The Postal Service may be in deep financial trouble, but it won't mean consumers will have to pay two-cents more for a stamp come January.
The Postal Regulatory Commission today rejected the Postal Service's request for a 5.6% rate increase. The commission's action wasn't a complete surprise. The Affordable Mailers Alliance, a group of mailers who normally fight among themselves on rate hikes, argued that the proposed increase violates the law, which generally limits rate increases to the cost of living except in extraordinary circumstances.
The Postal Regulatory Commission said the Postal Service, which had blamed the recession and the popularity of e-mail for the "extraordinary circumstance," hadn't fully documented its claim.
With a bigger hike postponed (for the moment), the Postal Service is expected to move forward with a far smaller cost of living increase, as well as the closure of some post offices and a possible switch to five-day delivery. Some of these changes will require Congressional approval, however. Congress, which requires the Postal Service to be self sufficient, bars the Postal Service from closing unneeded post offices.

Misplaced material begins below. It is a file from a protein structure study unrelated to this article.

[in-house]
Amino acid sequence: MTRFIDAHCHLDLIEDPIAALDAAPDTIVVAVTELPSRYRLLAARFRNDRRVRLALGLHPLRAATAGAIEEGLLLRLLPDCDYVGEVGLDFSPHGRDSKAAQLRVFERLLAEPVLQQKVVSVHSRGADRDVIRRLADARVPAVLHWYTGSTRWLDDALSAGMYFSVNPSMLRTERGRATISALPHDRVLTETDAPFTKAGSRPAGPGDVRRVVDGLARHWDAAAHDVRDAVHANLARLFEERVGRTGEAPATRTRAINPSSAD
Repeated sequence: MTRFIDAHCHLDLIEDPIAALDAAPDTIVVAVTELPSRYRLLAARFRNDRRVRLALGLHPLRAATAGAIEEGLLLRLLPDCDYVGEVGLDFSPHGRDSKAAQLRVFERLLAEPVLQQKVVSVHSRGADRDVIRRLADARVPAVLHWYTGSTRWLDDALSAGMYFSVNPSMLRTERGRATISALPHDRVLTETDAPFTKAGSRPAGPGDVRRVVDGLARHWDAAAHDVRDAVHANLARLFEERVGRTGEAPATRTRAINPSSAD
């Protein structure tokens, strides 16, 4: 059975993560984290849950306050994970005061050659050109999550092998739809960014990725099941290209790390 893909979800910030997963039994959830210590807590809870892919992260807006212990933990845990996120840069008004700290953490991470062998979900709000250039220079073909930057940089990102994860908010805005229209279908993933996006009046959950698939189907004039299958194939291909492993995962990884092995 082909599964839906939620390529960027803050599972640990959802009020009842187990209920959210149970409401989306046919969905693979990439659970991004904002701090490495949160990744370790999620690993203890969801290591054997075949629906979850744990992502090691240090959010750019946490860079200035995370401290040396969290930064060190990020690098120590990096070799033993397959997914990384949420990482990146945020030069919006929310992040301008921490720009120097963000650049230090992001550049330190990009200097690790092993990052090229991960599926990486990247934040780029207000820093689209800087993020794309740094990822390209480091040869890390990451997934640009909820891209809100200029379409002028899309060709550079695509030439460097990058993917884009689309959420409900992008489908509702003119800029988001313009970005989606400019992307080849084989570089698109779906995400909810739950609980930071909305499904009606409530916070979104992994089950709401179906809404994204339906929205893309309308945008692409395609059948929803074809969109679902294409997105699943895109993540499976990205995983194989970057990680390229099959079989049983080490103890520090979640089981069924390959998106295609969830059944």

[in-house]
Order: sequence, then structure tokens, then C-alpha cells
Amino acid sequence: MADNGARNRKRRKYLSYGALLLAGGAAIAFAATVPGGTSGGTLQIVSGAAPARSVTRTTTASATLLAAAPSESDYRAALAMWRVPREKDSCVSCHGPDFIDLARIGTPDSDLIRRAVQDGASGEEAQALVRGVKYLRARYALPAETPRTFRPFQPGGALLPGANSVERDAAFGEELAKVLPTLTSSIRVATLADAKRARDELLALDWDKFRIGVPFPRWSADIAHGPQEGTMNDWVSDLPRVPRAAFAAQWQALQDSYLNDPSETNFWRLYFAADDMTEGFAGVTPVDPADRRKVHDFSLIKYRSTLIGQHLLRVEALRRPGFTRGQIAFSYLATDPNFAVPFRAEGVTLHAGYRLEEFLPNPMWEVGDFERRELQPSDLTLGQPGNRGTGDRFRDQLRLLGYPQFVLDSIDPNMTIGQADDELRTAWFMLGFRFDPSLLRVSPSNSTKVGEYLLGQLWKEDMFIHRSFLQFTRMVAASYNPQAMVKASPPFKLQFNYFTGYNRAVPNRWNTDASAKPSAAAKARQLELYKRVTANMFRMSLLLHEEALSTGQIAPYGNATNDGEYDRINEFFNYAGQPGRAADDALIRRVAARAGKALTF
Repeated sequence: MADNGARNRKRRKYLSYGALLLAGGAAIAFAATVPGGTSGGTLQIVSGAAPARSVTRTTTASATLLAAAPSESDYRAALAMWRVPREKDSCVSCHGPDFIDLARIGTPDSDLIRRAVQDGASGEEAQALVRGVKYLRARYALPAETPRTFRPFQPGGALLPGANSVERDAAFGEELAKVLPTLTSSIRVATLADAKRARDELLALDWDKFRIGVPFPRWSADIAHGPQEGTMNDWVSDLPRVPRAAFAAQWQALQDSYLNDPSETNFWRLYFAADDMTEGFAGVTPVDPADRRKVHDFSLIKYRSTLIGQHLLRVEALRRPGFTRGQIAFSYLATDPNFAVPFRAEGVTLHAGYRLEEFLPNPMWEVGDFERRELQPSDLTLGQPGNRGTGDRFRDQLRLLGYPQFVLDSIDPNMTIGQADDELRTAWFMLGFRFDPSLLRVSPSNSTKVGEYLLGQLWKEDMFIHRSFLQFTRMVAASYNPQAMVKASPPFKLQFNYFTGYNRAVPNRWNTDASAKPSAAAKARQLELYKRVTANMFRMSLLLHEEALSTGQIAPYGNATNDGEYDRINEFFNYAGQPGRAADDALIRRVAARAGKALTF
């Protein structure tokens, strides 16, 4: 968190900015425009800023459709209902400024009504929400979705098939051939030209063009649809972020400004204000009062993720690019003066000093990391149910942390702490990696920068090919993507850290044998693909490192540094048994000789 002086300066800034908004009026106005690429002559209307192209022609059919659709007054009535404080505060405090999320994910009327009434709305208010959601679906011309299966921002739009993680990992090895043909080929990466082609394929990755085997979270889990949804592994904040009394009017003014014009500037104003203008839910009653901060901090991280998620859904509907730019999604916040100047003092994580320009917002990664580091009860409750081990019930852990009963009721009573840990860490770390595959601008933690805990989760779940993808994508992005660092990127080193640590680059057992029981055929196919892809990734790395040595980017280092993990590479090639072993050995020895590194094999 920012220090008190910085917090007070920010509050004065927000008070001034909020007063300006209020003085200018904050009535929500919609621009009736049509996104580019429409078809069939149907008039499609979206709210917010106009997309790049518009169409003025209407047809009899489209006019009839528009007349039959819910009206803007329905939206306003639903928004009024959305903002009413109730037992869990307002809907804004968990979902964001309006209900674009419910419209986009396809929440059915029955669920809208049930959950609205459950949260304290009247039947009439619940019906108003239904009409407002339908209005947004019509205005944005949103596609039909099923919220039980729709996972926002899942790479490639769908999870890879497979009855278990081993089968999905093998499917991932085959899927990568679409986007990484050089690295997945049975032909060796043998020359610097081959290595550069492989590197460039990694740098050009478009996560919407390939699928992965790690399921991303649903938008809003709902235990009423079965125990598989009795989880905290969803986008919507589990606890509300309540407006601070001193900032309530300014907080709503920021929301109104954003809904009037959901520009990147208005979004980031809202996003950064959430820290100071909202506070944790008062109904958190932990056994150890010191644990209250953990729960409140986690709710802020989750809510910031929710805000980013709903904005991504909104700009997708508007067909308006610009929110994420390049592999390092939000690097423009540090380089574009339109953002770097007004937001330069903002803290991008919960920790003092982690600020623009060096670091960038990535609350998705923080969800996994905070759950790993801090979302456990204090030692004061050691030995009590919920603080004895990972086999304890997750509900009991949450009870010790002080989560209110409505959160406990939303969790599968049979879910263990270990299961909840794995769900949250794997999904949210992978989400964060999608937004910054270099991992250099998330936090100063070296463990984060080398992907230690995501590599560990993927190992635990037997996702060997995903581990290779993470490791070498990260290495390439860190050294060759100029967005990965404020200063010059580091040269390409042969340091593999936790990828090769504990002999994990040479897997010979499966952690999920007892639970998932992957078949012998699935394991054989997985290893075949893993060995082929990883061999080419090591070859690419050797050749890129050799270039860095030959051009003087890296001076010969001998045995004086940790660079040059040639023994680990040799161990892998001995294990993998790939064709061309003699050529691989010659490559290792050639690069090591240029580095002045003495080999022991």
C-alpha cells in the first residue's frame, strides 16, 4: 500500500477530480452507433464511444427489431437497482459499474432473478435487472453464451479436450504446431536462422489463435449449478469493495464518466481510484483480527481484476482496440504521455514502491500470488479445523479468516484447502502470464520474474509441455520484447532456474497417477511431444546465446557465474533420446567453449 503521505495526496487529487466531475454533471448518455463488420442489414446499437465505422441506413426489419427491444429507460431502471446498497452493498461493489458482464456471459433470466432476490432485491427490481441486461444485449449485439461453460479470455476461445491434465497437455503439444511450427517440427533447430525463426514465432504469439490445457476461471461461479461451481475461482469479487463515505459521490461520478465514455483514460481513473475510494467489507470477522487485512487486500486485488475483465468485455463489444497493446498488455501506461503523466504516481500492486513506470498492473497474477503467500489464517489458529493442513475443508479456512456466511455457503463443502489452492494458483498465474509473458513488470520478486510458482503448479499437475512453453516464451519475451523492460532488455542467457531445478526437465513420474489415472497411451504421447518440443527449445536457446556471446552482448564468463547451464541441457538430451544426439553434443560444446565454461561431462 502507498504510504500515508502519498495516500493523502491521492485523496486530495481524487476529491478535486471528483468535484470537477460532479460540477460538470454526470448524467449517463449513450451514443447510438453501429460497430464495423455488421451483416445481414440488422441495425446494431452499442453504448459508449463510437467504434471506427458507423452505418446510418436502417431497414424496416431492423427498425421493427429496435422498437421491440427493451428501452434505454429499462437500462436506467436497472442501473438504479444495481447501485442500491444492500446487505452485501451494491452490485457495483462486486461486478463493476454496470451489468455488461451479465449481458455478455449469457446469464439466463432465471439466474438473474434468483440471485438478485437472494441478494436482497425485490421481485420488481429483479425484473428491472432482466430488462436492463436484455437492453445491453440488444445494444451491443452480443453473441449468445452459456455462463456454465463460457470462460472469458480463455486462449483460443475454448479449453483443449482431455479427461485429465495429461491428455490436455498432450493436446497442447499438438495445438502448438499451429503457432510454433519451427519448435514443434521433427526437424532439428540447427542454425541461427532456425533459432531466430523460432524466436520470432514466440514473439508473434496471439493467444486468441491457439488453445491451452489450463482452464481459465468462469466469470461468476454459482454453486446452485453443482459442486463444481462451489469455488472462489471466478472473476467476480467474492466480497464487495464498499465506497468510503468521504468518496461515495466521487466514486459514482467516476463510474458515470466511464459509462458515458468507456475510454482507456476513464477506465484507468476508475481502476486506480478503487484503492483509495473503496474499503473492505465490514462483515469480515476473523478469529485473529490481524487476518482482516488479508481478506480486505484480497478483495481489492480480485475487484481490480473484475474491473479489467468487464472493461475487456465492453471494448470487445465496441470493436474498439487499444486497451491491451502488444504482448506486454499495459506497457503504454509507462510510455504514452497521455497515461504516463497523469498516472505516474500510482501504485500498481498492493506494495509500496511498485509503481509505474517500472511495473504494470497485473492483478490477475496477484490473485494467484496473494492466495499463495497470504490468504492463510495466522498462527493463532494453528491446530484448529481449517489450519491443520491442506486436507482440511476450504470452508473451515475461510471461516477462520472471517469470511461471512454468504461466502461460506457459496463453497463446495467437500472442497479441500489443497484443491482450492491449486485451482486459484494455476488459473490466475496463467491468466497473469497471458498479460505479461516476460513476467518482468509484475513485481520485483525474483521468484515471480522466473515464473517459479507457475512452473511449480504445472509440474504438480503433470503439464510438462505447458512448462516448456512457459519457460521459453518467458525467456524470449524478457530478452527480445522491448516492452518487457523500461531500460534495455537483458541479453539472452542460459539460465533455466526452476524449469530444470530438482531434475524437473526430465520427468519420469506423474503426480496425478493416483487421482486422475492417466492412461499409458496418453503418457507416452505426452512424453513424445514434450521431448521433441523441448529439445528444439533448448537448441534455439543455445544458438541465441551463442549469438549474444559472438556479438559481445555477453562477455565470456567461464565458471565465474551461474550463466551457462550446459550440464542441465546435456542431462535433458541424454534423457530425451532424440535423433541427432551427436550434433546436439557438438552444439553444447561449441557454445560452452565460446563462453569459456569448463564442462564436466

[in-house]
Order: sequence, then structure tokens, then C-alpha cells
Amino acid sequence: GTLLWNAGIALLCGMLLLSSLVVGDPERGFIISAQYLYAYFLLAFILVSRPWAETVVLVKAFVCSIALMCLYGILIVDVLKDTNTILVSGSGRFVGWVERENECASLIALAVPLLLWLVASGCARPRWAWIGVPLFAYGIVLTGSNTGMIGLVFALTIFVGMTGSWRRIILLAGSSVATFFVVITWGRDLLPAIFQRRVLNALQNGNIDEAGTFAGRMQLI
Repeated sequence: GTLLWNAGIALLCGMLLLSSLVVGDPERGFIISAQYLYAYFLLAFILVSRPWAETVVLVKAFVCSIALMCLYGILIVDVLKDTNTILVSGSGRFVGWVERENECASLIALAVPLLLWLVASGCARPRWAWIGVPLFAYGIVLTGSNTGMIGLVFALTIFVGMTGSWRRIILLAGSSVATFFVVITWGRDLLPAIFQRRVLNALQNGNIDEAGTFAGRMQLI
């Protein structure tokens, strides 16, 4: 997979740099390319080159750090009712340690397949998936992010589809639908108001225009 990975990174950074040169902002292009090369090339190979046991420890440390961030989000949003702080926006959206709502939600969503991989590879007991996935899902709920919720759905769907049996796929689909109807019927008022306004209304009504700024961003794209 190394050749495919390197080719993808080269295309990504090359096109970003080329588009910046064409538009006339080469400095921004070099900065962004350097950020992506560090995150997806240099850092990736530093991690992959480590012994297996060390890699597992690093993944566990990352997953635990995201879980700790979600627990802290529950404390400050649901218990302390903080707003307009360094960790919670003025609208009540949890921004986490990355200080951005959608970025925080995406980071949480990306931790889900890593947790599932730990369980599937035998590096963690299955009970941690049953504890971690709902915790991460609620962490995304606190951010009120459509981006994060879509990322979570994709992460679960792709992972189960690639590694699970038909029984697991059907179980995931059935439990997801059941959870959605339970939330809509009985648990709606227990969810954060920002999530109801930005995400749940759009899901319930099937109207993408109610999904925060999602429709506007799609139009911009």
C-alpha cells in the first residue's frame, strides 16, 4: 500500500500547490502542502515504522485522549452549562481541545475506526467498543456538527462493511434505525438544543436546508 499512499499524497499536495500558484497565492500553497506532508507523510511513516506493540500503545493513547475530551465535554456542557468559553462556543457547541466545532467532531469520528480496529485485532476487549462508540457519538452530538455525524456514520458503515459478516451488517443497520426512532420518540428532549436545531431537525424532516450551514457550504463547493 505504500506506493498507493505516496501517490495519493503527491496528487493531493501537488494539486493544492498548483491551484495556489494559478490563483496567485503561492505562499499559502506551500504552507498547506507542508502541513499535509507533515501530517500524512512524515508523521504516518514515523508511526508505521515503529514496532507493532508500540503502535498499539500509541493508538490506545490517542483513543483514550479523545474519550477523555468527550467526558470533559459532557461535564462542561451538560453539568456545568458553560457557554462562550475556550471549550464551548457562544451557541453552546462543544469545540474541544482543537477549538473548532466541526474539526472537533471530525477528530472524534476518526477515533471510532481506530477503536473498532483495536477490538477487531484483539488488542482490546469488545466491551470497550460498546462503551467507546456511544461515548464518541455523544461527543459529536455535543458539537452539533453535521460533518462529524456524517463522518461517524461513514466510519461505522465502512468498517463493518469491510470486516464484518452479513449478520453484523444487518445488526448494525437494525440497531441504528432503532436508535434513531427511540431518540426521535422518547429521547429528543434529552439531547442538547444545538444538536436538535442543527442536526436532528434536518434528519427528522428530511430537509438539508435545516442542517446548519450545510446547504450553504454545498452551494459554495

Postmaster General John E. Potter today dismissed some of the doom and gloom about the Postal Service, referring to the postal business as a "a viable business." He said maintaining the business requires eliminating several Congressional constraints, "that hamper our ability to operate efficiently and profitably."
Besides closing post offices, one of the changes he mentioned was altering the six-day delivery of mail. He said Congress should "enable us to alter frequency of delivery consistent with use of the mail."
Along with changes in pension payments, and procedures for labor negotiations, he also suggested that Congress should let the Postal Service "create and offer products and services beyond mail."
The Postal Service has to pay $5.5 billion to fund pension payments annually and the payment was due today. Potter said it made today's payment but the Postal Service won't have enough money to fund next year's payment.
"We will carefully manage every dollar we spend in the upcoming fiscal year," he said.
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